Ubiquitous Computing: Any Ethical Implications?

Ubiquitous Computing: Any Ethical Implications?

J. A. Quilici-Gonzalez, G. Kobayashi, M. C. Broens, M. E. Q. Gonzalez
Copyright: © 2010 |Pages: 13
DOI: 10.4018/jte.2010070102
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In this article, the authors investigate, from an interdisciplinary perspective, possible ethical implications of the presence of ubiquitous computing systems in human perception/action. The term ubiquitous computing is used to characterize information-processing capacity from computers that are available everywhere and all the time, integrated into everyday objects and activities. The contrast in approach to aspects of ubiquitous computing between traditional considerations of ethical issues and the Ecological Philosophy view concerning its possible consequences in the context of perception/action are the underlying themes of this paper. The focus is on an analysis of how the generalized dissemination of microprocessors in embedded systems, commanded by a ubiquitous computing system, can affect the behaviour of people considered as embodied embedded agents.
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The generalized dissemination of sensors, cameras and other technological tools, used by ubiquitous computing systems, has introduced a new aspect into human perception and action. Thus, for example, the presence of cameras on roads and in airports immediately induces an awareness of the speed of the vehicle or the checking of illicit objects in our suitcases. Are these unusual cases of induced behaviour that could change our patterns of perception/action? This kind of question is investigated in an emergent research area known as technoethics.

Technoethics is an interdisciplinary field of investigation concerned with ethical aspects of technology. Since the 1970’s, after Mario Bunge introduced the term technoethics in his article Towards a Technoethics, there have been several characterizations of this area (Bunge, 1977; Galvan, 2003; Lupiccini, 2008) focusing on ethical issues related to the possible consequences of technological development on human society and the environment. For the present article, Lupiccini’s (2008) definition of technoethics is of special relevance:

Technoethics is defined as an interdisciplinary field concerned with all ethical aspects of technology within a society shaped by technology. It deals with human processes and practices connected to technology which are embedded within social, political, and moral spheres of life. It also examines social policies and interventions occurring in response to issues generated by technology development and use. (p. 4)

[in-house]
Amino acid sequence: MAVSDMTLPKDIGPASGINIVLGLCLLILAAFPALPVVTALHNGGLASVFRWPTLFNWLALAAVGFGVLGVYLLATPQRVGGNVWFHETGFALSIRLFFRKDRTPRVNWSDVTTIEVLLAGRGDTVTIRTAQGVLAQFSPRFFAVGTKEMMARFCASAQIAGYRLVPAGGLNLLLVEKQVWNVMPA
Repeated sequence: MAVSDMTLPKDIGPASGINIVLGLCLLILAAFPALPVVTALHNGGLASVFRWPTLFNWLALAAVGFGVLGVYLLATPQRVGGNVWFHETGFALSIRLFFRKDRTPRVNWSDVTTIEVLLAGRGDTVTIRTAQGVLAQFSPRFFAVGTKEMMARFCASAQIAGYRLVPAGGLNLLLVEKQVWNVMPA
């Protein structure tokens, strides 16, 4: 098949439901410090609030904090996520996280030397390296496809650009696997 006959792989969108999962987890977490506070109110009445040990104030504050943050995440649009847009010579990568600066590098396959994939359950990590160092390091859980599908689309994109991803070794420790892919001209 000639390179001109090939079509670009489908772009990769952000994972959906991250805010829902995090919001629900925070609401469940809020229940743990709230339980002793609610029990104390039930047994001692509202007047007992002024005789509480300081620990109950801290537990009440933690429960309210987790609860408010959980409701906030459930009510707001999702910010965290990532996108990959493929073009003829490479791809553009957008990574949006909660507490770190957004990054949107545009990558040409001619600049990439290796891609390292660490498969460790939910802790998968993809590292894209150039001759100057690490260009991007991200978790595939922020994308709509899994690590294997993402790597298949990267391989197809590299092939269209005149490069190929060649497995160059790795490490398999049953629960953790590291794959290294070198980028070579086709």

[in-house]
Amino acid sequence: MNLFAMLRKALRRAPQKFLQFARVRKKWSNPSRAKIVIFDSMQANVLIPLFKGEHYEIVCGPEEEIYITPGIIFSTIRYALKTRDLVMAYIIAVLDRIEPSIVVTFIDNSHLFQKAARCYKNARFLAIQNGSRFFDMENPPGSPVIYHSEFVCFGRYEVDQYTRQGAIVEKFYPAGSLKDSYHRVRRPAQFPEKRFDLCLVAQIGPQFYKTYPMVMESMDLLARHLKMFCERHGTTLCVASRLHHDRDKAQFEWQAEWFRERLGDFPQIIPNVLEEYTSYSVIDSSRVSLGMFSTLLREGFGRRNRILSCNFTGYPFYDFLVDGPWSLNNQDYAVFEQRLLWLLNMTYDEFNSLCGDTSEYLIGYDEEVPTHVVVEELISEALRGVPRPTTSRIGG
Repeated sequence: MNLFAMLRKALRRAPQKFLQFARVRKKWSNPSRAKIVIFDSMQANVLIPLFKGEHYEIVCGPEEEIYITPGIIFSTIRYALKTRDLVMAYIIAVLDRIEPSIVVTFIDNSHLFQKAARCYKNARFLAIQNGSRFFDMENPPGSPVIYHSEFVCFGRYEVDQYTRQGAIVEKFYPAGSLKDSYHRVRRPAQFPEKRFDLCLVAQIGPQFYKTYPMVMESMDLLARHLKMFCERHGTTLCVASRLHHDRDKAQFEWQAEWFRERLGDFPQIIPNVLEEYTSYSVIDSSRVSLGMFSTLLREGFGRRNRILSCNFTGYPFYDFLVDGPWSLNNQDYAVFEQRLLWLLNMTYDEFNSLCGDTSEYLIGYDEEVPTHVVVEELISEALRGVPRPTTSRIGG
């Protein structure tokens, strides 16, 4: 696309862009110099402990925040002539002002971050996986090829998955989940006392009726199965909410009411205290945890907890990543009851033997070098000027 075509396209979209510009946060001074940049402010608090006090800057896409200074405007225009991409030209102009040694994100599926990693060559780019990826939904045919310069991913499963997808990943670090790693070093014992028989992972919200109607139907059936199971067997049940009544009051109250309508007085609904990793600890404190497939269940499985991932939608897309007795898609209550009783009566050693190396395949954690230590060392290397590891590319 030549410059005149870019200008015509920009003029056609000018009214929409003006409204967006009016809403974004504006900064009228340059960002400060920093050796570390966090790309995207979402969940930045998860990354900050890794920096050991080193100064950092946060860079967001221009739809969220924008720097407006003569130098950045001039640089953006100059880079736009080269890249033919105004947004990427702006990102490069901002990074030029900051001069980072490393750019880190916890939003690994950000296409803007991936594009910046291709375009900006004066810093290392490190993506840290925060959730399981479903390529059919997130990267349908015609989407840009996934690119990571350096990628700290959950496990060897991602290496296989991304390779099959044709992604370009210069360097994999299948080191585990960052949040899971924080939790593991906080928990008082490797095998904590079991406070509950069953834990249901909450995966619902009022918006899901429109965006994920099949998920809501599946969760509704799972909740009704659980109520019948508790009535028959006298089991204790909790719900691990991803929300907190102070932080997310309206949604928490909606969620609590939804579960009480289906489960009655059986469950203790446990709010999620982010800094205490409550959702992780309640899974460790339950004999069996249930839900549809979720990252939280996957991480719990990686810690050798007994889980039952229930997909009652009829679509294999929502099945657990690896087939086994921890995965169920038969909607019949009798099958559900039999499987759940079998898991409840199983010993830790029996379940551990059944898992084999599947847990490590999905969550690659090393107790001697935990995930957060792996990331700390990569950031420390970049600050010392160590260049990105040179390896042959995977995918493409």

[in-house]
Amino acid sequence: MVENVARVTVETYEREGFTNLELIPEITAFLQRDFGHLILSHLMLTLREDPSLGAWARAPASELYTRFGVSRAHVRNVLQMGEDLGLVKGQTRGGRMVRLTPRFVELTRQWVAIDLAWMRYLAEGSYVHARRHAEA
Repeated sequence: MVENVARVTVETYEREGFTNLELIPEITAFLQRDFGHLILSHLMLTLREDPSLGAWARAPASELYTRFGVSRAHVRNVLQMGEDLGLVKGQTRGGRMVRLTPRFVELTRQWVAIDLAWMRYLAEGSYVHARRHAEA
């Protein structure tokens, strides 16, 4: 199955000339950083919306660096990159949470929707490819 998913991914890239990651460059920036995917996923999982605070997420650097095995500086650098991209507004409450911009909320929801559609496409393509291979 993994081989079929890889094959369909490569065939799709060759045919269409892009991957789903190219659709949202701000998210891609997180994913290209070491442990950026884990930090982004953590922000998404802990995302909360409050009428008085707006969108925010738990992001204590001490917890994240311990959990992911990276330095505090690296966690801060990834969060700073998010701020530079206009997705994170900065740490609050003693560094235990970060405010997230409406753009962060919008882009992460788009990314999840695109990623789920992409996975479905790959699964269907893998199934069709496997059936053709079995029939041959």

The above definition, in common with the majority of other available definitions, expresses aspects of an interdisciplinary field concerned with the analysis of problems related to rapid technological development, during which new tools have been incorporated into human social life, bringing about previously unknown social behaviour, in a society “shaped by technology”.

Since it is not possible to establish a necessary parallelism between technological and moral progress, it seems crucial to investigate whether contemporary technical advancements are ethically acceptable. Would new ethical standards be needed in order to evaluate new emergent patterns of social behaviour, or are traditional ethical principles adequate to accomplish such an evaluation? In other words, could technoethics help to improve the traditional field of applied ethics? We are only just beginning to investigate possible answers to this type of question formulated in the expansive field of technoethics. A central question to be addressed in this article is: What could be the impact of the long-term existence of ubiquitous computing, of which we are not immediately aware, in our everyday life? Possible ethical implications of the presence of ubiquitous computing systems in human perception/action constitute the focus of the present analysis.

The term ubiquitous computing is used here to characterize information-processing capacity from computers that is available everywhere and all the time, integrated into everyday objects and activities.

The dissemination of ubiquitous computing, in which the information-processing power of computers is distributed in countless, intelligent, devices imperceptible to an inattentive observer, is growing apace: small passive tags help to detect the circulation of books and commodities in libraries or convenience stores; intelligent badges can open doors or tollgates, adjust the room temperature of offices, help in the location of people, and operate various electronic devices, amongst other things. Even though information concerning the habits of individuals can normally be accessed on personal computers via manual processes, this information, when widely available, can be used for different purposes, including those which put personal privacy at risk.

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